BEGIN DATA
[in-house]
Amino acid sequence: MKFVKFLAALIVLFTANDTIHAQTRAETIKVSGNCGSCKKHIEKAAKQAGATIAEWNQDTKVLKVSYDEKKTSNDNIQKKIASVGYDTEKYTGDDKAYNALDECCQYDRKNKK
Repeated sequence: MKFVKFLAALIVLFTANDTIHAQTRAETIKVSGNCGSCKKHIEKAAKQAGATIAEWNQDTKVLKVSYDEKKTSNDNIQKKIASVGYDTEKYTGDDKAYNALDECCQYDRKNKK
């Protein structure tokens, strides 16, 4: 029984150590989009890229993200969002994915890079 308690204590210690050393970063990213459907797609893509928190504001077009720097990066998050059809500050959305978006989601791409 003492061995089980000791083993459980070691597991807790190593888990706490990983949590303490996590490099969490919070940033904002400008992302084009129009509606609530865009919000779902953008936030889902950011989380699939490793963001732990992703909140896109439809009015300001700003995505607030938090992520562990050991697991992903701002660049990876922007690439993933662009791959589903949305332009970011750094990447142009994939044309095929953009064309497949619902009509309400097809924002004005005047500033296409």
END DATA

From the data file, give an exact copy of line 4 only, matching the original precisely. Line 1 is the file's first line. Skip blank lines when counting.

């Protein structure tokens, strides 16, 4: 029984150590989009890229993200969002994915890079 308690204590210690050393970063990213459907797609893509928190504001077009720097990066998050059809500050959305978006989601791409 003492061995089980000791083993459980070691597991807790190593888990706490990983949590303490996590490099969490919070940033904002400008992302084009129009509606609530865009919000779902953008936030889902950011989380699939490793963001732990992703909140896109439809009015300001700003995505607030938090992520562990050991697991992903701002660049990876922007690439993933662009791959589903949305332009970011750094990447142009994939044309095929953009064309497949619902009509309400097809924002004005005047500033296409």